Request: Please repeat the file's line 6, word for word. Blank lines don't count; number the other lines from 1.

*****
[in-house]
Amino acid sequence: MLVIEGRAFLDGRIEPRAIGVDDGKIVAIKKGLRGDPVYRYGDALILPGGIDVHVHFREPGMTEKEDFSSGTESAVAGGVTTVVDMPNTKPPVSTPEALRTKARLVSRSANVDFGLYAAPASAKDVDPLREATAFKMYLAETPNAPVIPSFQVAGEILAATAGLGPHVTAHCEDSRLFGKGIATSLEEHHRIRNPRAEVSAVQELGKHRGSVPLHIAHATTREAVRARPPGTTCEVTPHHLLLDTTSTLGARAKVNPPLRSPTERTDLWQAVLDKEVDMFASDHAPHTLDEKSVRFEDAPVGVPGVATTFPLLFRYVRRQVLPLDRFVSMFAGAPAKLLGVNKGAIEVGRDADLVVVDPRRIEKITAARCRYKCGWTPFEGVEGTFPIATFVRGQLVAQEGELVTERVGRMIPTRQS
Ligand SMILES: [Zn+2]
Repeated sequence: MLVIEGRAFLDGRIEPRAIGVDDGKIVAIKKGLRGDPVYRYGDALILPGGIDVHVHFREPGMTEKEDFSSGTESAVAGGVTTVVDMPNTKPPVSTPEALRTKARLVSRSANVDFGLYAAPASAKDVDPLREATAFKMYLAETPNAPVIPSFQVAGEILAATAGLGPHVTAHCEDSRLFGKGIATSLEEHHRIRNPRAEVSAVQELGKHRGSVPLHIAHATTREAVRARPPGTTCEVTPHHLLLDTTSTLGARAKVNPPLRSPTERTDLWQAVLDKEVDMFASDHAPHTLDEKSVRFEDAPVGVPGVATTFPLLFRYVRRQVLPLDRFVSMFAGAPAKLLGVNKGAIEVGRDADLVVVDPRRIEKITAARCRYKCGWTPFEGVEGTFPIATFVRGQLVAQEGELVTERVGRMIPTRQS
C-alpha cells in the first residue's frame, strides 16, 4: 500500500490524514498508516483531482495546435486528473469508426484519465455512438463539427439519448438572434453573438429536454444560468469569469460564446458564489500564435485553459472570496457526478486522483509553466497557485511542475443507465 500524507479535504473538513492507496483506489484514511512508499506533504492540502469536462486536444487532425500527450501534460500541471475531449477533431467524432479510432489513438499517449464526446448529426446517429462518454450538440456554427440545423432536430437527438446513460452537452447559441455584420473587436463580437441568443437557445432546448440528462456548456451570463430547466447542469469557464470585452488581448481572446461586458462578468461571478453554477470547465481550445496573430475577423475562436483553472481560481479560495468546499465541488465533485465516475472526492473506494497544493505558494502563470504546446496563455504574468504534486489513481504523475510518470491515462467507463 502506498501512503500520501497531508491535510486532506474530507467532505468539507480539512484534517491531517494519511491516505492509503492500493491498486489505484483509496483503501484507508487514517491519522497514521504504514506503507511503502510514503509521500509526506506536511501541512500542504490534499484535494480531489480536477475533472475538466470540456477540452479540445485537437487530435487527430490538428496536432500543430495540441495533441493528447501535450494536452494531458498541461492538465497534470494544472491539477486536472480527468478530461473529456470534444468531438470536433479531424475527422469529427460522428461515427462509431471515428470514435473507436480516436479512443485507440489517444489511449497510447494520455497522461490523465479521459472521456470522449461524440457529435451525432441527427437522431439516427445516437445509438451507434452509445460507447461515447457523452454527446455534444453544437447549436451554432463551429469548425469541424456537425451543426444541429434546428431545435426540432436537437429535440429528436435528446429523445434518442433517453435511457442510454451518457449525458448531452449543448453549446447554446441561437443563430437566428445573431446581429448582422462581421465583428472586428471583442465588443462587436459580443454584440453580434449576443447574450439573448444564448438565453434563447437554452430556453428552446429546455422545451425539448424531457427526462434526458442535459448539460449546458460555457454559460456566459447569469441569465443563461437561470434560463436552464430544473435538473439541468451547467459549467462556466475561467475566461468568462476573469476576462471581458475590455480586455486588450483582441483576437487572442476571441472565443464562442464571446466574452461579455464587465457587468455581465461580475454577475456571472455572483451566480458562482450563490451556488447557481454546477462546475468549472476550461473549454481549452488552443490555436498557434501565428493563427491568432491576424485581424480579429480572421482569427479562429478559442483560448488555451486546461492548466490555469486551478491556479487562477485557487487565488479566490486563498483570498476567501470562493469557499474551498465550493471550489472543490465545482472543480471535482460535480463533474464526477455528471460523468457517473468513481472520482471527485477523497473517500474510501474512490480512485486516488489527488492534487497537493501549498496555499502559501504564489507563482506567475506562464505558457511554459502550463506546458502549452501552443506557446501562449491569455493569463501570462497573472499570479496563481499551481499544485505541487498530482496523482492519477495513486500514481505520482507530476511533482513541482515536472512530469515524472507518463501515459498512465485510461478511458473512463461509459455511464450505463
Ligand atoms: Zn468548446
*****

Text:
Ligand atoms: Zn468548446